The learning management system technology market has evolved dramatically over the past two decades. Learning management systems, now commonly referred to as learning experience platforms, are an integral resource for any organization concerned about productivity, organizational agility and operational excellence. These technologies enable organizations to demonstrate an investment in people, as the LMS not only facilitates regulatory and legal compliance and other forms of cost and risk avoidance but also improves internal mobility, career growth and the employee experience, leading to improved employee productivity, engagement and retention.
In years past, the LMS served primarily as a means for documenting compliance-related activity, or facilitating traditional, instructor-led training sessions across a geographically dispersed audience. Today, asynchronous, self-paced learning, often structured into a personalized curriculum along a desired career path, has become much more prevalent. In fact, I assert that by 2024, LMS and LXP platforms with embedded skill and job ontologies that recommend optimal learning paths will guide one-half of organizations to elevate employee engagement, retention and productivity. Further, organizations are emphasizing informal and social learning to engage workers more effectively, within the flow of daily work.
Many of today’s learning management platforms use a broad, robust set of capabilities and emerging technologies to personalize the learning experience. Often, instruction is video-based – as opposed to the historic paradigm of slideshow or document publication and review – and often enables comments and messaging to encourage collaboration and group learning. Technology providers have made significant advances in how organizations create and curate content, and artificial intelligence and machine learning capabilities have revolutionized how and where content is recommended to the learners consuming it.
These new technologies do more than just facilitate a more personalized learning experience: They also provide valuable guidance on learning types and preferences, allowing organizations to maximize learning outcomes and, ultimately, the return on investment. Therefore, business cases for LMS investments are no longer focused primarily on compliance management and skill augmentation, but also on the significant value of knowing the optimal timing, medium, content and target employees for learning initiatives.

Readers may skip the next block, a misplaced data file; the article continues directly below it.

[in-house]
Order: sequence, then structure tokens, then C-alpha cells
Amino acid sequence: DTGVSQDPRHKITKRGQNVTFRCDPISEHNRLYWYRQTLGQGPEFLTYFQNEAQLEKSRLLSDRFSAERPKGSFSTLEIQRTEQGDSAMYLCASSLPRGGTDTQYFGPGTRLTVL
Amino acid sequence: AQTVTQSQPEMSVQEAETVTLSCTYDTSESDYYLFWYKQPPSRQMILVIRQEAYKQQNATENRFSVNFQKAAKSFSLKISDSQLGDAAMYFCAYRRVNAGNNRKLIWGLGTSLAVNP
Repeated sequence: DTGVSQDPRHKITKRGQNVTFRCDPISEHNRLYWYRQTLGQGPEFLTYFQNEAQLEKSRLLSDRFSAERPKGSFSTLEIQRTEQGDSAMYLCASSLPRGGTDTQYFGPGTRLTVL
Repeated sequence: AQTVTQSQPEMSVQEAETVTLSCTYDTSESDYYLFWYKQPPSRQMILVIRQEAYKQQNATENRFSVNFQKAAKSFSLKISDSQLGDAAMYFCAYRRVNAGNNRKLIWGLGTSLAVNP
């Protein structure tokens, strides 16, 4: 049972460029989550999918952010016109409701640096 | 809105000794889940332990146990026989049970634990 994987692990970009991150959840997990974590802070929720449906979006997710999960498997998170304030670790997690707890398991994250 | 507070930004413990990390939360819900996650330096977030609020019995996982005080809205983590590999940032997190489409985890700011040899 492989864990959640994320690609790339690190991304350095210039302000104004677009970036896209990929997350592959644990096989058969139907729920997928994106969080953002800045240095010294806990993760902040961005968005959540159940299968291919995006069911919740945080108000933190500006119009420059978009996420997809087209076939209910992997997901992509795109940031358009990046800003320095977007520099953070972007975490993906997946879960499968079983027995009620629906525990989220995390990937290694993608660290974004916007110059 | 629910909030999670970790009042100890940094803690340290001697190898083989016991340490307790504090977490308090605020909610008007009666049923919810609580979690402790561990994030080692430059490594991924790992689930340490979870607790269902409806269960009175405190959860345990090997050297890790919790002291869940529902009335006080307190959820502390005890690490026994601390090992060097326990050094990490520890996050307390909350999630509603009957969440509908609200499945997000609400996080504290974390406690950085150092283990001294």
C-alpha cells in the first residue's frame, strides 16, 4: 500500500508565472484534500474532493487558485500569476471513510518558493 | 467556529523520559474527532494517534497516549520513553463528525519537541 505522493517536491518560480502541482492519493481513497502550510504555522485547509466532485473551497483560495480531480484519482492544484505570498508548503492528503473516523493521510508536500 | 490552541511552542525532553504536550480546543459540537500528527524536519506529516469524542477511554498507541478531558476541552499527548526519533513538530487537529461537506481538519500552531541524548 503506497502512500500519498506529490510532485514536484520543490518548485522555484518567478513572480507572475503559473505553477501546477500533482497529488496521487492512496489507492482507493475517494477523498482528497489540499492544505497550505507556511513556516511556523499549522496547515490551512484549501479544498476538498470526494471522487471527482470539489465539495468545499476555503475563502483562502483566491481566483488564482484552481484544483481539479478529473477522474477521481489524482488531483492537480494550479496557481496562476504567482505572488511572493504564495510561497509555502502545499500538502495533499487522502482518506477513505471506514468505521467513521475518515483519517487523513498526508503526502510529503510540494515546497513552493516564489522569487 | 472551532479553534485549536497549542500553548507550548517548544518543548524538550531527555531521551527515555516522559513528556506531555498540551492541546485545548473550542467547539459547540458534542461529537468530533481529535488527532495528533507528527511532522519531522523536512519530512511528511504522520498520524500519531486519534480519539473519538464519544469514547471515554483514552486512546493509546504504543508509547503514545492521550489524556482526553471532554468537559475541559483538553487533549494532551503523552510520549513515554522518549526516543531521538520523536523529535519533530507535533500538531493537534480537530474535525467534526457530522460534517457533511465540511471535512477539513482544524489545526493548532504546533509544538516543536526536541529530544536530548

Investments in LMS also support organizations’ environmental, social and governance efforts, the disclosure of which are now largely required by the Securities and Exchange Commission, and increasingly by candidates when considering job opportunities. Social and environmental responsibility encompasses a wide range of topics, but the expectation is that organizations create, communicate and operate according to a set of values that permeate the culture and show commitment to issues like diversity, equity and equality, pay equity, pay transparency and environmental sustainability. Investment in LMS or LXP can help formalize communication of and training around these issues, leading to better democratization of closing skills gaps through AI-recommended learning and development to encourage career growth for everyone. Reduction in carbon footprint is also a benefit, accomplished by moving learning away from paper and into the cloud. These benefits must be measurable for organizations to accurately reflect efforts in these areas. Learning platforms can document and report on measures taken to communicate an organizations’ stance on ESG-related issues and measure worker actions in alignment with these objectives.
There are endless priorities competing for a piece of the HR leader’s budget, but perhaps none can impact a wider range of organizational objectives than a robust LMS platform. This single investment can bolster employee experience, improve engagement, assist in self-directed career pathing and skills development, mitigate compliance-related risks and even encourage investment through its support of well-structured ESG initiatives. That said, there are myriad technology offerings in the space, and they are not a one-size-fits-all proposition. Organizations considering investment should carefully evaluate current system capabilities – not just on existing content, but ease of new content creation, delivery modes that support a variety of learning types, reporting and analytics, the ability to integrate with other existing technology systems and the use of AI/ML to automatically curate and push new content suggestions to users based on existing behaviors. Most importantly, buyers must determine the level of consultation and change management support that vendors are willing and capable of providing over the lifetime of the relationship. Regulations, candidate and employee expectations and technology will evolve, and the LMS must evolve simultaneously. Proper vendor knowledge and support will ensure the best return on this critical investment.